Posted on November 6th, 2013

Reaching Orbit – Cancer

The title of this month’s article may be a bit perplexing. I can assure you that cancer has not spread to space like some bad B-movie, this is not When Space Cancer Attacks. In this episode of Reaching Orbit we shall peer into the benefits of studying cancer… in spaaaace.

We can safely state that the majority of cancer research has been performed on the surface of our planet. The down side of this is that researchers that study cancer cells under a microscope have to wrestle with changes that occur to cancer cells once they have been removed from the body. Cancer in its native habitat is three-dimensional, supported by proteins and carbohydrates that form structures. In the lab environment they are no longer propped up by the surrounding tissue and molecules, they flatten out and consequently behave differently than they normally would. Scientist trying to examine how genetic changes affect cell growth and development are hampered by this dilemma.

cancerTumor cells grow on microcarrier beads (indicated by arrow) within a NASA bioreactor. These cells were grown as part of NASA-sponsored breast cancer research. (Graphic Credit: Dr. Jeanne Becker/NASA Spinoff)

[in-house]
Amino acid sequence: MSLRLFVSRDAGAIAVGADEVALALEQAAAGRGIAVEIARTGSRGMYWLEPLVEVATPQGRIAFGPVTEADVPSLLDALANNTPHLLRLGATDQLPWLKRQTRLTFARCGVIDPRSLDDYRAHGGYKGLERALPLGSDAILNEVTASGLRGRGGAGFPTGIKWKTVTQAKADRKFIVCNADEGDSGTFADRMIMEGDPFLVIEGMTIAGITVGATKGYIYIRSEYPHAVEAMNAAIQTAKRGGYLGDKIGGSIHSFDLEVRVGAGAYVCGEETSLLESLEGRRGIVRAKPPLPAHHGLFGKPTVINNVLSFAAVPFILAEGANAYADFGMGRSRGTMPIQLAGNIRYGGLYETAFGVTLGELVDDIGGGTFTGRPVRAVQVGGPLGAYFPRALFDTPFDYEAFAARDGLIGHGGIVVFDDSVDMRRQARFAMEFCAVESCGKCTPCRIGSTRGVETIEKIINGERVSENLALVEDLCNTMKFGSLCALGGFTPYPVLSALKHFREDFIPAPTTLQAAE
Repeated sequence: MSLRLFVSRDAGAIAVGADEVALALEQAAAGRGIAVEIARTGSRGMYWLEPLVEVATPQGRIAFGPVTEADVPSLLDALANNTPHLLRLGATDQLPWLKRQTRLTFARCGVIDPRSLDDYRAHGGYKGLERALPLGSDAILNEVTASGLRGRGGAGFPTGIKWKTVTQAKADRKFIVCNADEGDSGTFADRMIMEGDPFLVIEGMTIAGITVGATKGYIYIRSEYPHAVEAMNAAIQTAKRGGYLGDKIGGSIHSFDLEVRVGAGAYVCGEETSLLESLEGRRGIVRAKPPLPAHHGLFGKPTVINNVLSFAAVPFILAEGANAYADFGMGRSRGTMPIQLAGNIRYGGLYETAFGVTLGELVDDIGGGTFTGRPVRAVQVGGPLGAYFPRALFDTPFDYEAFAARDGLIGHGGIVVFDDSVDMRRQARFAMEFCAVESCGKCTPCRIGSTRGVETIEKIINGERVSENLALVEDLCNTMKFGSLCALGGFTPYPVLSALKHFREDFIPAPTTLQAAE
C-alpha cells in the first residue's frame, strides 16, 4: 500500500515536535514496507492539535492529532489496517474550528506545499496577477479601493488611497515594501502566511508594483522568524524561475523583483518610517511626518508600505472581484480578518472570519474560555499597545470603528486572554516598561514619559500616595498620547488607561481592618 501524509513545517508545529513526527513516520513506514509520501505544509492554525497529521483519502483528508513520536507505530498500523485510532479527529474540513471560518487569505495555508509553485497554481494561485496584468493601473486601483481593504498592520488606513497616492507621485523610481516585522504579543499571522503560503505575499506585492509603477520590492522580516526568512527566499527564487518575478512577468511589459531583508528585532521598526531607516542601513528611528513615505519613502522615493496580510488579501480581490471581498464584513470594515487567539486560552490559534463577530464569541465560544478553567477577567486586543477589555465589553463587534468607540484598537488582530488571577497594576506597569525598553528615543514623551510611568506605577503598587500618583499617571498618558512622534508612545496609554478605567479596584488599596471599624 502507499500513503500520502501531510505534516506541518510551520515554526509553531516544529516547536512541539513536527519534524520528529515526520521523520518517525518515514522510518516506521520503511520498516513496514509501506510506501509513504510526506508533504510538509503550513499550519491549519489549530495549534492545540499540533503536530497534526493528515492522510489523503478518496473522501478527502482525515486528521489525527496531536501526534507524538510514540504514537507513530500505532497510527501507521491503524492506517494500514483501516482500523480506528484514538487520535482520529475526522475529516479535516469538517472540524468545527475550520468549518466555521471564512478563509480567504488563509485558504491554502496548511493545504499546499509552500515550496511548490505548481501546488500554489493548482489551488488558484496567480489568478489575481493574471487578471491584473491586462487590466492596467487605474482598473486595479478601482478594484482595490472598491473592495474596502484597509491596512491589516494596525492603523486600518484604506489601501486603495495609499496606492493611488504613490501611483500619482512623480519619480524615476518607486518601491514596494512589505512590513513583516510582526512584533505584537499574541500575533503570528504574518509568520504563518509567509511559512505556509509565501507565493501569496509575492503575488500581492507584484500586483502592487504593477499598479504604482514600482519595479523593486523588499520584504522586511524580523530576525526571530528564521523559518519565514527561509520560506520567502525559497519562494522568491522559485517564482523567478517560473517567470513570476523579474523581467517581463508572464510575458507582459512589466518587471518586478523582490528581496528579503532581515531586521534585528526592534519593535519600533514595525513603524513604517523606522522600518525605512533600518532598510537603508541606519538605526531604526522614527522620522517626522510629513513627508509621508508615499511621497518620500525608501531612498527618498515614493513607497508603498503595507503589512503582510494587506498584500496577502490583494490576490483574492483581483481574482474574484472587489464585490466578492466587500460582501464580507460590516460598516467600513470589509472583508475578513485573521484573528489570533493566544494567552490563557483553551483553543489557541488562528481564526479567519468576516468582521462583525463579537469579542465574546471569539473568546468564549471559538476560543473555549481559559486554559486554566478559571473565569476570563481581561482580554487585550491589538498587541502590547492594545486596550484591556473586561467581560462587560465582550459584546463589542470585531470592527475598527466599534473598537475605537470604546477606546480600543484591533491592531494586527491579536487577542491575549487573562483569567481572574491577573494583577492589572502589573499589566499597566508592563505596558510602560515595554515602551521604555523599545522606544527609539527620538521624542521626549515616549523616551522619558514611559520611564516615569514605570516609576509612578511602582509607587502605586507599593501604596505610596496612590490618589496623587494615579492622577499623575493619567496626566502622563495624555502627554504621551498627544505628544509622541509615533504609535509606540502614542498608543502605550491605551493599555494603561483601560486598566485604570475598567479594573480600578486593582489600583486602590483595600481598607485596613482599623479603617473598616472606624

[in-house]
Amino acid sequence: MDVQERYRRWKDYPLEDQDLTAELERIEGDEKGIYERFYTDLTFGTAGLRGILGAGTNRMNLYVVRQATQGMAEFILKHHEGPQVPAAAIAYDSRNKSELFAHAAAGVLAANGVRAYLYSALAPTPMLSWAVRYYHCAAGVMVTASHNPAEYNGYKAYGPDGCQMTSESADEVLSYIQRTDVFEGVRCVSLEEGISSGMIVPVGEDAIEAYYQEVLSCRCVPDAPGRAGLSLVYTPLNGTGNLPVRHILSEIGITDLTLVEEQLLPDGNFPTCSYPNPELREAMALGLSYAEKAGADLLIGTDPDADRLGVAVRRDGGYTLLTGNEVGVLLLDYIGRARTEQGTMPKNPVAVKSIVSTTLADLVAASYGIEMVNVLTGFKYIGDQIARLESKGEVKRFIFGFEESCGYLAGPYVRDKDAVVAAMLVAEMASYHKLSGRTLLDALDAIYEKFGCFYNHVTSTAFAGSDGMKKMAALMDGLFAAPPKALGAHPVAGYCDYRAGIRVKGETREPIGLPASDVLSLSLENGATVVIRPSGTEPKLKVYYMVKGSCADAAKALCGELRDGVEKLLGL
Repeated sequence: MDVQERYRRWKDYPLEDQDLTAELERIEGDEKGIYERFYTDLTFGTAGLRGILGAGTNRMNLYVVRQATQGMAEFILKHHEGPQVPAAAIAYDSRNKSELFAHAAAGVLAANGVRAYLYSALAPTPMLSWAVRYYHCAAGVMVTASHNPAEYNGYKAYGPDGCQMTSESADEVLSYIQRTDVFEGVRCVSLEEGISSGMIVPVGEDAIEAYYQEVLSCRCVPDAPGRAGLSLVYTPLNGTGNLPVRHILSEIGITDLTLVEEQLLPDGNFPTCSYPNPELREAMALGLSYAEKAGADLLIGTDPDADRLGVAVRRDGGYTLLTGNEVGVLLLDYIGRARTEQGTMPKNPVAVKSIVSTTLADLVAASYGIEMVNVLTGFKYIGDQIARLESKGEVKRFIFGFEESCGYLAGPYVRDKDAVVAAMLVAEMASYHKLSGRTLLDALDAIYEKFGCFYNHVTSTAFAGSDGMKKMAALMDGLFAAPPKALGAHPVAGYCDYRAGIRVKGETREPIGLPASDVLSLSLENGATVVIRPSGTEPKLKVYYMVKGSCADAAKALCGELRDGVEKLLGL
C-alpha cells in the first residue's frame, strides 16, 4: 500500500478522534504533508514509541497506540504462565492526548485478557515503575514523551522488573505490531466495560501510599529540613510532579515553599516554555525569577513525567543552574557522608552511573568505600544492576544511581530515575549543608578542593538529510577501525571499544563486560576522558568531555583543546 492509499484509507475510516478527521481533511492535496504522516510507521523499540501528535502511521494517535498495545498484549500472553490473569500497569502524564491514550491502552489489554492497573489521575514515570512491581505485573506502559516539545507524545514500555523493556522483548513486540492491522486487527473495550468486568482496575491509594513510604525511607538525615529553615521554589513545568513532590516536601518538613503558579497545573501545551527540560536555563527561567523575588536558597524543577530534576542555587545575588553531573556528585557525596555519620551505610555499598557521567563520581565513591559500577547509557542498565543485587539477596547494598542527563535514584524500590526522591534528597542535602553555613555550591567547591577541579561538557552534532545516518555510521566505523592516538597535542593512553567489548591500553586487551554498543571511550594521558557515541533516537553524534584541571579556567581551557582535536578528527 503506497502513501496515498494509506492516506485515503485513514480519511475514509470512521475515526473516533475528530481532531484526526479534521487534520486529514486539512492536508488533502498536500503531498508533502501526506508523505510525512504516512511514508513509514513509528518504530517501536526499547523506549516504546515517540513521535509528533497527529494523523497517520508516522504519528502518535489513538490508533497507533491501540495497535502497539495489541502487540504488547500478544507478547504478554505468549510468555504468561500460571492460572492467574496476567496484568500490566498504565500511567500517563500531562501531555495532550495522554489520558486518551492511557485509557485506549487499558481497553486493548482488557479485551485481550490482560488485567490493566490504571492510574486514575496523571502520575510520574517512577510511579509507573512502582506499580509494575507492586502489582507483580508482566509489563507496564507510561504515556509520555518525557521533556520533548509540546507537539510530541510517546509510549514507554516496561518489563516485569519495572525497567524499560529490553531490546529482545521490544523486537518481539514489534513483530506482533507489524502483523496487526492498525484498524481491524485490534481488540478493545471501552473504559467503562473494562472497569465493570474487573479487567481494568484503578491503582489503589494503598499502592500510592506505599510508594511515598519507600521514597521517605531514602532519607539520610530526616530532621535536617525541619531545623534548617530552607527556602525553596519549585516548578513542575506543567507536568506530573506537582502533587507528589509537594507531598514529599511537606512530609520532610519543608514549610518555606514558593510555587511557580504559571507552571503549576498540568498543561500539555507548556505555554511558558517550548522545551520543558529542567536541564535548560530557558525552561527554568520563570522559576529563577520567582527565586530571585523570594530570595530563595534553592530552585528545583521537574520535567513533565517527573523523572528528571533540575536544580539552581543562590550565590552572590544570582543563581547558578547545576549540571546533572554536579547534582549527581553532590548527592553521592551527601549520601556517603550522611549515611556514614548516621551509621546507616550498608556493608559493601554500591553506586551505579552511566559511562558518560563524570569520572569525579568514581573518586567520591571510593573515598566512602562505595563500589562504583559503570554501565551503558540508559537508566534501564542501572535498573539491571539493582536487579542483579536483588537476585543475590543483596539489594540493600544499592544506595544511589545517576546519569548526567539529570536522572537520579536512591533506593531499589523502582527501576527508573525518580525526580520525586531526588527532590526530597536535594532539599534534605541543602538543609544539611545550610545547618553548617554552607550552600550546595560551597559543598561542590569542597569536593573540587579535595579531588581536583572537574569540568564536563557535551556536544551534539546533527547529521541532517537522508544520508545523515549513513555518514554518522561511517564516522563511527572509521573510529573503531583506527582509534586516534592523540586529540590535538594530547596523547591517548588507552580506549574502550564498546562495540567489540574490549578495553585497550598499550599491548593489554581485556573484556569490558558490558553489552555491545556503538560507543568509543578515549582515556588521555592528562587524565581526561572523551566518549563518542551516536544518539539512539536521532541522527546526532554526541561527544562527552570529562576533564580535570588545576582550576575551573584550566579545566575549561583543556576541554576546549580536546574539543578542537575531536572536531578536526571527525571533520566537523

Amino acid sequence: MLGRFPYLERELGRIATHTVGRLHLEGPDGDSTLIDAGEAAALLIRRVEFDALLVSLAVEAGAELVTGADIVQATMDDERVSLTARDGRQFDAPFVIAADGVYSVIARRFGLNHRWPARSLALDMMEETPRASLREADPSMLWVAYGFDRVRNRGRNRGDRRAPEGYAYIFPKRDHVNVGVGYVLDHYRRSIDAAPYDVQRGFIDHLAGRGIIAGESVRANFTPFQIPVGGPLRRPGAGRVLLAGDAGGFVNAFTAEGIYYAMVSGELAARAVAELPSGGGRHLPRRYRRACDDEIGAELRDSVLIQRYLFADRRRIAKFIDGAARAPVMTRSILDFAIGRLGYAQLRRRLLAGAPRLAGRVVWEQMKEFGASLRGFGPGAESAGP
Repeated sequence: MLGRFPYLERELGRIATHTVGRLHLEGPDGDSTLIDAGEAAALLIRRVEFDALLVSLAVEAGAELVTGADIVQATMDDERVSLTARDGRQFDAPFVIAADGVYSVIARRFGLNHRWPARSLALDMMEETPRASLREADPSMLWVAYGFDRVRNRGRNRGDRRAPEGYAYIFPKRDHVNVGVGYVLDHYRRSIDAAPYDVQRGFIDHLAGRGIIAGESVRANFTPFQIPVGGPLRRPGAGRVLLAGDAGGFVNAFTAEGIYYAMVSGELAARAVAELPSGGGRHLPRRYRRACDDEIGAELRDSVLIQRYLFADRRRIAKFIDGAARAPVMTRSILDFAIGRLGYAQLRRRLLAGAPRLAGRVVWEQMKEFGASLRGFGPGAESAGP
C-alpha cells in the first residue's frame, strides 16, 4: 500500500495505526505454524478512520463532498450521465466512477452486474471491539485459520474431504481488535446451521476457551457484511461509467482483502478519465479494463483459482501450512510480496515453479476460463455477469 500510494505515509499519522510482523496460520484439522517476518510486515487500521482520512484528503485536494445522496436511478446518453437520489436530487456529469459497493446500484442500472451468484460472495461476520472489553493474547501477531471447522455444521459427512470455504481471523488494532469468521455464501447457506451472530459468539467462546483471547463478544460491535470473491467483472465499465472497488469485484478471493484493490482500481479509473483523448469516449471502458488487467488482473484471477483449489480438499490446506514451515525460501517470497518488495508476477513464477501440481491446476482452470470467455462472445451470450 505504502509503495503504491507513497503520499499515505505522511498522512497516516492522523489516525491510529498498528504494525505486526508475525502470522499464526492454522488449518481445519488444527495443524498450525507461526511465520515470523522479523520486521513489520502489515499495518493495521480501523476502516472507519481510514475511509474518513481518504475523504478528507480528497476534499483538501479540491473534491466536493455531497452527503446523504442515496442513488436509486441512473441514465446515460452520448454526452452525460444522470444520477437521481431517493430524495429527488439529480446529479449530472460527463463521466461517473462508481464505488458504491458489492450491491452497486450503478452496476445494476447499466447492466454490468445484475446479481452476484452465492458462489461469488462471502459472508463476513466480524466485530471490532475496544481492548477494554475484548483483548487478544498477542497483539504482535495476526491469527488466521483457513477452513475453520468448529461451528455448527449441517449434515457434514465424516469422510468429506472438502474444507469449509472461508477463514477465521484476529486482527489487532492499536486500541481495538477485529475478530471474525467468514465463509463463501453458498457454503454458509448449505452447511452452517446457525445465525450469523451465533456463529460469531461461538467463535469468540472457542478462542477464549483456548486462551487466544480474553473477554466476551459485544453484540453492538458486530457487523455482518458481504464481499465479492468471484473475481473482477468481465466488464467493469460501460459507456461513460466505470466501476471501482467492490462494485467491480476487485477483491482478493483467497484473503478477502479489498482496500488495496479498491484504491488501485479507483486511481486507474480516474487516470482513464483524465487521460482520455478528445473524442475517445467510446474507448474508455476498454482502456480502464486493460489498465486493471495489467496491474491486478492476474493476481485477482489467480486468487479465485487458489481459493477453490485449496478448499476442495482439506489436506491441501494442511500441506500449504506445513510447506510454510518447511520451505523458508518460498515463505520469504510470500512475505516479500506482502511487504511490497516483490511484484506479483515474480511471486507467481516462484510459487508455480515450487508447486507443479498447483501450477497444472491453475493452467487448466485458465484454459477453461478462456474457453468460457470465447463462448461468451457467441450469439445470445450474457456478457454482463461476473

In the not so distant past, other methodologies were developed in an attempt to correct this problem, but none work as well as research in micro-gravity. In space, cells aggregate similarly as when they are in the human body. They form three-dimensional groups and are less likely to encounter turbulence that can affect how they behave.  In the last 40 years, a number of studies were conducted in micro-gravity on Skylab,  the space shuttles and the International Space Station.

Researching cell growth in this environment has given us clues on the causes of tumor cell development. These studies have also shown changes in genetic expression when exposed to micro-gravity conditions. One study revealed gene expressions were altered in micro-gravity when compared to a control study on the ground. Dr. Jeanne Becker and Glauco Souza recently published a paper in Nature Reviews Cancer that surveys the use of micro-gravity for cancer research and cell biology. The paper is titled, ‘Using Space-Based Investigations to Inform Cancer Research on Earth’.

More recently, procedures have been developed that allow Earth dwellers to better study cancer cells by using a collagen gel matrix to suspend the cells. This new procedure combined with ongoing micro-gravity studies are shedding new light on cellular biology and gene expression of cancer cells. These studies will continue to assist researchers in new and innovative treatment methods for those inflicted with cancer.

Katie Nelson
Geospatial Ninja
(303) 718-7163

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